In 1919 the Baltic was in ferment. The Red Army struggled to take over the nascent Baltic states; Finland was in revolt; German armies rampaged through Estonia, Latvia and Lithuania. As White armies marched on revolutionary Petrograd, the new governments of the Baltic states appealed desperately to the Allies for assistance. Into this anarchy sailed a small British flotilla of light cruisers and destroyers. Opposing them were three Russian battleships and a host of lighter vessels. Rear Admiral Sir Walter Cowan was given no clear instructions from the British Admiralty as to what he was expected to achieve, and, as negotiations continued through the armistice, he effectively had to make his own policy. He succeeded to devastating effect. Despite having only a tiny force, he succeeded in improvizing one of most daring raids ever staged by the British navy - an attack which penetrated into the heart of inpregnable Kronstadt and sank two Russian battleships. He outmanoeuvered the Germans and the Whites in a game of cat and mouse, raid and counter raid which left Estonia, Latvia and Lithuania free and which formed the basis of a permanent bond between these three countries and Britain.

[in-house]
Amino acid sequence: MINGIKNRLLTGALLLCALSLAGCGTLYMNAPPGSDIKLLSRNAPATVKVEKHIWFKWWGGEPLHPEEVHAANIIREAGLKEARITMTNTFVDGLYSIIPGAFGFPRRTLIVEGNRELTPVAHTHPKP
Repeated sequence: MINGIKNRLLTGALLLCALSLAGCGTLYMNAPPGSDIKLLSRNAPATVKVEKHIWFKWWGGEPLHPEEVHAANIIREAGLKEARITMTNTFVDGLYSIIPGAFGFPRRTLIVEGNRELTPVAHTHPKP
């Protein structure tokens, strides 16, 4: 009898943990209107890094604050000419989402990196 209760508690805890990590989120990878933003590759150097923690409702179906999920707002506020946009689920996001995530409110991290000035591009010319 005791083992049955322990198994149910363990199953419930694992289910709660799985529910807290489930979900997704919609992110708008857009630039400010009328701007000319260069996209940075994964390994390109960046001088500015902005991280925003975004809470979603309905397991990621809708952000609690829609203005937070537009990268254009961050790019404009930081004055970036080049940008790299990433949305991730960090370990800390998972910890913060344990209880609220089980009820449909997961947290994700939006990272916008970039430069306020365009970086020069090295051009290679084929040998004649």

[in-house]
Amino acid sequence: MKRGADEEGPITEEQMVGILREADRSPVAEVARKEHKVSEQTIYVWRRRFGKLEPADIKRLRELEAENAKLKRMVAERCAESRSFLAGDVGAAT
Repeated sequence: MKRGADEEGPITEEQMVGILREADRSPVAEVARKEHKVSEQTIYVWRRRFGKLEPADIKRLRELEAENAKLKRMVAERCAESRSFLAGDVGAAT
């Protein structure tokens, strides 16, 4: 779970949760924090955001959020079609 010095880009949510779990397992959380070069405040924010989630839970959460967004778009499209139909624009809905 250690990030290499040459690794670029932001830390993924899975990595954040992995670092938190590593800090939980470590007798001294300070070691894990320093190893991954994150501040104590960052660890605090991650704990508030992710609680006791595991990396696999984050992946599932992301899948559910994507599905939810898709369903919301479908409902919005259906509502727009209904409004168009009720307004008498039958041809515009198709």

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(216mm x 138mm x 21mm)
Publisher: Birlinn General
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Author Biography - Geoffrey Bennett
GEOFFREY BENNETT BEGAN his literary career with a series of naval adventure novels written under the pseudonym 'Sea Lion'. Later, under his own name, he wrote several naval histories covering, amongst other topics, Nelson, Admiral Charles Lord Beresford (Charlie B) and Jutland. During the Second World War he saw active service at Salerno (where he was awarded the DSC and went on to command HMS St Bride's Bay). After the war he spent some time as naval attache in Moscow. He died in 1983.